Monday February 11, 2013. 12:00 pm. GUGG 201E
This Center for Asian Studies brown bag event will feature a talk by Emily Yeh, Associate Professor in the Department of Geography.
Caterpillar fungus has become the single most important source of income for rural Tibetans in China. Skyrocketing prices have enabled Tibetans to navigate the increasingly cash-intensive economy while also fueling conflicts and engendering moral quandaries. Dr. Yeh examines political and moral economies along the commodity chain, focusing on the cultural politics of value and how these intersect with inequality in China’s uneven geography of capitalism. A more-than-human analytical framework points to the role of caterpillar fungus in creating an assemblage in which Tibetans are articulated with the commodity chain. However, a geographic imaginary of a pristine Tibetan nature erases the labor of Tibetan harvesters and constitutes Tibet as a natural resource for a Chinese middle class anxious about health and pollution, maintaining deep-rooted inequalities. A new set of meanings has also emerged to sell caterpillar fungus, centered on the biomolecular nature of its active ingredients rather than Tibetan nature, risking Tibetans’ complete disarticulation from the commodity chain. The erasure of Tibetan labor and nature parallels the erasure of Tibetan political grievances and Tibetans themselves. This case calls for an expansion of the scope of commodity fetishism as well as opening up the ‘human’ in more-than-human geographies.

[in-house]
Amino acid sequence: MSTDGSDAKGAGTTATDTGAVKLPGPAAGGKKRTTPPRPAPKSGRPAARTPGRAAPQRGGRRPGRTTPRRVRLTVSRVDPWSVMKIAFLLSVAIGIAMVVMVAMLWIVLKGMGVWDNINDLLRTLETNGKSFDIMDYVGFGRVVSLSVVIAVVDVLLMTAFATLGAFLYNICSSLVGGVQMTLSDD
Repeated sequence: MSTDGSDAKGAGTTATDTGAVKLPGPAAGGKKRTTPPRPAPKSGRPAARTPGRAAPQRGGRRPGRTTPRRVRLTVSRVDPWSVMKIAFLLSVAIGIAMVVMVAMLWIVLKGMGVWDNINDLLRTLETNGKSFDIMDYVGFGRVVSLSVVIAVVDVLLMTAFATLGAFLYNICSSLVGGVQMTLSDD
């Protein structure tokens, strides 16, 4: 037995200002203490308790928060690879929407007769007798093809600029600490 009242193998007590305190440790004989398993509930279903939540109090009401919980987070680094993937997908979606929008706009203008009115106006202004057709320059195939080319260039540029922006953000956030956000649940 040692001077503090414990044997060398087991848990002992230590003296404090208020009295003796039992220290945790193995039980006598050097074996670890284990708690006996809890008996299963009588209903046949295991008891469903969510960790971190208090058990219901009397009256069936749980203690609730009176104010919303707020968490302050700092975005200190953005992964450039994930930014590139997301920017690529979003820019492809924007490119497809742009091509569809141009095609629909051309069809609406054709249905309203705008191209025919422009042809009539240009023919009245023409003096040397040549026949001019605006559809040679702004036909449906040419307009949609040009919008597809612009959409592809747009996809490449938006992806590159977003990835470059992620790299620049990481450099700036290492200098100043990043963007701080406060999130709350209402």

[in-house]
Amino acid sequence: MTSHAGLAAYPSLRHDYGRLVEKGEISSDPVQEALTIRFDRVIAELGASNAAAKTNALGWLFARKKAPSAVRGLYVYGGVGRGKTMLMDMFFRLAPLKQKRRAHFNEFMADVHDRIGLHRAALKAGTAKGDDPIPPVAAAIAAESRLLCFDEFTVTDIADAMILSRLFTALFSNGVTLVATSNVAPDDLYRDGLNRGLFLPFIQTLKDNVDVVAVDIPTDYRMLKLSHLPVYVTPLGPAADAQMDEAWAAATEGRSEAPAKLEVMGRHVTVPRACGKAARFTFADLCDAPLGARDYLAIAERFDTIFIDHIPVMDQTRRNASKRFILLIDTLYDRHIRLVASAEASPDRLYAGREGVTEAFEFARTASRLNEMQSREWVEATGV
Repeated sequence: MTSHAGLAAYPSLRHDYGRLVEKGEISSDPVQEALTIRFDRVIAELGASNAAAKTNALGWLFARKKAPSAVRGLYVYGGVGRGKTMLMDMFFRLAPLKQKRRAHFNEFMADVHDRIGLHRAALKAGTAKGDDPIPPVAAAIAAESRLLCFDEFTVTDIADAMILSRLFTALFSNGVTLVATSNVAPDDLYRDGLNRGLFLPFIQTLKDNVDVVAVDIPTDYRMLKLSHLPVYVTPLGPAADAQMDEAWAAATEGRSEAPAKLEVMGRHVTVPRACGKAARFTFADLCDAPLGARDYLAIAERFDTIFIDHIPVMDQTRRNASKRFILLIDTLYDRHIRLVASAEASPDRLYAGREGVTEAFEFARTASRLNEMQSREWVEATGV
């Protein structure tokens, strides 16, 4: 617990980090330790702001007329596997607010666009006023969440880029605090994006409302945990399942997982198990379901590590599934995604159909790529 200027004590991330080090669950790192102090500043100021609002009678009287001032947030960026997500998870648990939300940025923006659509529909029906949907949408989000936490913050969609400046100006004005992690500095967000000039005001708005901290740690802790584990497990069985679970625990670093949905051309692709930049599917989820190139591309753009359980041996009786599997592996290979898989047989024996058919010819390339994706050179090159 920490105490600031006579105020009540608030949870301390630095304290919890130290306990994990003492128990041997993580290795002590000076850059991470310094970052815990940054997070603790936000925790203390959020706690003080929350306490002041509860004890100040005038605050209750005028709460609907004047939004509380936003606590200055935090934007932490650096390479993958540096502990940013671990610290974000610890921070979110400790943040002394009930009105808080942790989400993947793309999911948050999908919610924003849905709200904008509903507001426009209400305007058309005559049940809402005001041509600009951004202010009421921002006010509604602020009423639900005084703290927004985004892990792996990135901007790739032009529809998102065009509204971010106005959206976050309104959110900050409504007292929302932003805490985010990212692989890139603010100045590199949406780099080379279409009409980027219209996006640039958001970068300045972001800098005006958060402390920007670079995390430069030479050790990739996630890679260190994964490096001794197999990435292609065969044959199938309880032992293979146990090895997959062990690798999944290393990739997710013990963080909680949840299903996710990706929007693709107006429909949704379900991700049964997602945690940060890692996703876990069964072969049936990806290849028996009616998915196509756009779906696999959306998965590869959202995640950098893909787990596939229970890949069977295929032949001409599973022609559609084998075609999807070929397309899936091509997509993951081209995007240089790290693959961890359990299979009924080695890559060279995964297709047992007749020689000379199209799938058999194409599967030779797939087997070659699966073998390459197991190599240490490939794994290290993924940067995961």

This event is free and open to the public. For a complete list of CAS Brown Bag events, please visit http://cas.colorado.edu/brown-bag.